The bottom line is that you need to follow your plan. Here’s a hypothetical example of what could be said: “I have been working in the field of civil engineering for the past 6 years. My most recent experience has been with an engineering consulting firm where I’ve worked for the last 2 years. I enjoy my job because it’s challenging and I like interacting with a variety of people. In my most recent assignment I was on a project that lasted nine months. I made a significant contribution to the project because of my expertise in sanitary engineering. One of my strengths is my attention to detail. I am known for being extremely thorough and meeting or exceeding deadlines and goals. My boss knows that I work well under minimal supervision, that I am very conscientious and that the job will be done right the first time. I’m looking for a new opportunity where I can contribute to the growth of the company by helping educate customers on the benefits of using our consulting services.”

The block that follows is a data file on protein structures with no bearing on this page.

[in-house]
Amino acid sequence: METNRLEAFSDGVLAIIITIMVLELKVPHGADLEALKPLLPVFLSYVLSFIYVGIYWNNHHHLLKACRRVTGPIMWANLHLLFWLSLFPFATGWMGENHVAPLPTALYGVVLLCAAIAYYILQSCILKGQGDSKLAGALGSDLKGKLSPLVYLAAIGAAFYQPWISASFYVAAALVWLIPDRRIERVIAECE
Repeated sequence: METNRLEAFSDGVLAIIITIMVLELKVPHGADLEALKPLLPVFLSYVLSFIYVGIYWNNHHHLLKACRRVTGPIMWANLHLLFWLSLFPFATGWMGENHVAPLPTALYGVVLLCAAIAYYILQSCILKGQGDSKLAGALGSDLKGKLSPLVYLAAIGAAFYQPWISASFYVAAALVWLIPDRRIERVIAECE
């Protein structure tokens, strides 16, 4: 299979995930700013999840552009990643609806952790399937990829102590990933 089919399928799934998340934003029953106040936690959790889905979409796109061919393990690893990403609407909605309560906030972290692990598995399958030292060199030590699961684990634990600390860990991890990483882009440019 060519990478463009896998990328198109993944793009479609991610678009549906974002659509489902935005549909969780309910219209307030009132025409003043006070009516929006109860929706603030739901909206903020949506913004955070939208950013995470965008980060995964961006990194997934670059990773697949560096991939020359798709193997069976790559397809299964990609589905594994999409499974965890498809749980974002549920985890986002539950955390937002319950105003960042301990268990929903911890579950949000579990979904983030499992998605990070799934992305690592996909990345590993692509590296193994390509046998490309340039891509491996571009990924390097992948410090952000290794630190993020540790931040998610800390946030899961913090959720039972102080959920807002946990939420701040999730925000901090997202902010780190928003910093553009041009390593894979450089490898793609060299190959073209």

In this example, the candidate gets right to the point. He doesn’t talk around the question, but answers it directly and without hesitation because he’s prepared. He also kept his answer to less than two minutes. He concentrated on sharing his work-related accomplishments and strengths in relationship to the key job requirements. He gave a brief career summary. At the end of the interview he was prepared to ask several insightful questions, which was another indicator that he was prepared. And because he researched the company before the interview, he was able to do all of this and make a great first impression.

In conclusion, there are many questions that you can anticipate during job interviews, but none is more revealing than: “What can you tell me about yourself?” Your answer gives the interviewer an overview of who you are and what you would bring to the job. Take time to prepare for this question as well as the others and you will find that you are a strong contender for the position.